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What is the origin and composition of Callisto’s 4-micron band?

Presentation #106.05 in the session “Icy Galilean Satellites: Spectroscopy”.

Published onOct 26, 2020
What is the origin and composition of Callisto’s 4-micron band?

Spectra collected by the Near Infrared Mapping Spectrometer (NIMS) onboard the Galileo spacecraft determined that a variety of near-infrared absorption bands overprint the dominantly ‘dirty’ H2O ice spectral signature of Callisto’s surface. One such absorption band centered near 4 µm has been attributed to the presence of SO2 on Callisto, as well as on Europa and Ganymede. This 4-µm feature is thought to originate from S-rich species that are erupted from volcanoes on Io, ionized, and subsequently transported in Jupiter’s co-rotating plasma to the three icy Galilean moons. This process can explain the presence of the 4-µm feature on the trailing hemispheres of Europa and Ganymede. On Callisto, however, the 4-µm band is stronger on its leading hemisphere, hinting at a different origin for this band and/or different contributing species, possibly including carbonates. Complicating matters, the often low signal-to-noise and low resolving power (R ~40–200) of spectra collected by NIMS has limited our ability to interpret the origin and composition of the 4-µm feature.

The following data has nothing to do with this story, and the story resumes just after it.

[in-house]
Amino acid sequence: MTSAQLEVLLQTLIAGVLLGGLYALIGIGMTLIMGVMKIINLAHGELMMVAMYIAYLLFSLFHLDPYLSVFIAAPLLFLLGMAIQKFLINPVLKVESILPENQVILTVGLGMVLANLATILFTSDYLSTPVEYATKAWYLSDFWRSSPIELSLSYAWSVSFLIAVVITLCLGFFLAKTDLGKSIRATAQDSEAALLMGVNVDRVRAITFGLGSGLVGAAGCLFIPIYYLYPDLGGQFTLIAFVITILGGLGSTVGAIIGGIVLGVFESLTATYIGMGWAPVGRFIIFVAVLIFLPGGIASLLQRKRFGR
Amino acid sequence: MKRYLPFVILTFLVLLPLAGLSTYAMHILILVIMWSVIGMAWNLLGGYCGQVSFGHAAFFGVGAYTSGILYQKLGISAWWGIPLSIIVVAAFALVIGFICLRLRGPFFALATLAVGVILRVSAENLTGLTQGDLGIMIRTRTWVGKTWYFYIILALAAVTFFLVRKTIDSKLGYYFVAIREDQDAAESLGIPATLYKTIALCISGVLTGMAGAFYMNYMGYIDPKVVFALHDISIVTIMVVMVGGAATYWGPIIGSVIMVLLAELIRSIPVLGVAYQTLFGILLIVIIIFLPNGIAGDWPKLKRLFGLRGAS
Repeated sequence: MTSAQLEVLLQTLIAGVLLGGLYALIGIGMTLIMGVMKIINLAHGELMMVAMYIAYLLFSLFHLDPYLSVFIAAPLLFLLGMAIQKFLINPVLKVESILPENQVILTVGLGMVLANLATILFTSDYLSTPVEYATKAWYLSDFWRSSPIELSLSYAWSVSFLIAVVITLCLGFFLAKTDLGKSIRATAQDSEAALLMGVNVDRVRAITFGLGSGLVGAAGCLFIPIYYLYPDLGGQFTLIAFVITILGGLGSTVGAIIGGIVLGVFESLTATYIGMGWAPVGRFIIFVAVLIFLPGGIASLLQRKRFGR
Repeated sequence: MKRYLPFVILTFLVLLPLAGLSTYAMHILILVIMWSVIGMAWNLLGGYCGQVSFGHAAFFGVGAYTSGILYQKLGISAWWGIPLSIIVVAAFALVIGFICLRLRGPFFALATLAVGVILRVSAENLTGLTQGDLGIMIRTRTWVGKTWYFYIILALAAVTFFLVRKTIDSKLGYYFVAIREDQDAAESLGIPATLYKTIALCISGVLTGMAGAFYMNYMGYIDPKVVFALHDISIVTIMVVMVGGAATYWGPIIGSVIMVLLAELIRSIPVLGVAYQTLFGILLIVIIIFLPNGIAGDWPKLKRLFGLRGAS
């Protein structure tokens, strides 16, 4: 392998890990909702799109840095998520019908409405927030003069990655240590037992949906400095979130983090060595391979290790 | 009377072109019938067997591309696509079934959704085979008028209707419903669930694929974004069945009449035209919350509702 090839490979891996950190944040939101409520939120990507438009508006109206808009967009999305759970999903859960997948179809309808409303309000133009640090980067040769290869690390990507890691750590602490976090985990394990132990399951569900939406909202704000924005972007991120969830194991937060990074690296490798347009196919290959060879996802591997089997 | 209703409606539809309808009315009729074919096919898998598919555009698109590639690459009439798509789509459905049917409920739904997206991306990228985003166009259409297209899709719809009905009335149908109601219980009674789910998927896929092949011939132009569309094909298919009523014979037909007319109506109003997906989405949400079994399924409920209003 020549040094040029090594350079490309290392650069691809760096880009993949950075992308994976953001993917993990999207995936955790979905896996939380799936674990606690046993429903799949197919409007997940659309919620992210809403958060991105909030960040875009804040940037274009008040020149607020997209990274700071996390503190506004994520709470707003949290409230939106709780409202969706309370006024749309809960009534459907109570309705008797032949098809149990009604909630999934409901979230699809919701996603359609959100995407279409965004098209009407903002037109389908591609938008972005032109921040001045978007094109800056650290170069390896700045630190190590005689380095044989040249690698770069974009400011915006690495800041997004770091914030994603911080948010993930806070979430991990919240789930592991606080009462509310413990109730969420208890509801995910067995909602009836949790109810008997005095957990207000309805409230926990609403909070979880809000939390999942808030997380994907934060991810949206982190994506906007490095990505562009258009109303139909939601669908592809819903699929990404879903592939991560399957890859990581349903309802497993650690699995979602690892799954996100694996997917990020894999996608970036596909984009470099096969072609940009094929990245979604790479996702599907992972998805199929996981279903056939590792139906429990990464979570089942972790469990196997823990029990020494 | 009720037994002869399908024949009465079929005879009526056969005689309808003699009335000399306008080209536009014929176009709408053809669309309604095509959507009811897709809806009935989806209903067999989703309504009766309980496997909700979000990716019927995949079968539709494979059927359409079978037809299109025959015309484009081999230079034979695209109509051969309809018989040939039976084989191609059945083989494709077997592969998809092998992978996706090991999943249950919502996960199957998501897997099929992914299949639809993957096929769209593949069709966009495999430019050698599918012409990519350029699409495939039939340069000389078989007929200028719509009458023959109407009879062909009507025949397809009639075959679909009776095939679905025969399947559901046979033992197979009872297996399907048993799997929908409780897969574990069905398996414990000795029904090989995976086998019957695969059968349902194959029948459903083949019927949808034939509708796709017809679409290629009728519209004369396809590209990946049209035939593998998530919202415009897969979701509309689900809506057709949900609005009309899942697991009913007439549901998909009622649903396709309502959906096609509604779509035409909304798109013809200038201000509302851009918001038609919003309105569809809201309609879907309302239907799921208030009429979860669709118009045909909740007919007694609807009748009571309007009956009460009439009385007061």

To further investigate Callisto’s 4-µm band, we collected new near-infrared spectra with the SpeX spectrograph on NASA’s Infrared Telescope Facility (~1.9–5.3 µm, R ~2500), representing a significant improvement over the quality of the available NIMS spectra. These SpeX spectra show that the 4-µm feature is significantly stronger on Callisto’s leading hemisphere, supporting prior analysis of the distribution of the 4-µm feature detected by NIMS. The central wavelength position of the feature we detected is shifted to 4.02 µm, whereas the SO2 combination band (ν1 + ν3) detected on Io is centered near 4.07 µm, casting doubt on SO2 as the primary constituent contributing to Callisto’s 4-µm band. Our results are more consistent with other S-bearing species like H2S2 or HS2, which could be formed by charged particle radiolysis of hydrogen sulfide (H2S). Additionally, the spectral signature of carbonates like Na2CO3 can also provide a good match to the 4-µm feature. The clear hemispherical asymmetry in the distribution of the 4-µm band is consistent with in-falling dust grains from Jupiter’s retrograde irregular satellites, which should contribute material primarily to Callisto’s leading side. Alternatively, the species contributing to Callisto’s 4-µm band could be native to this moon and are exposed by dust particle collisions that spur regolith overturn, as well as larger impact events that sample greater depths into its subsurface.


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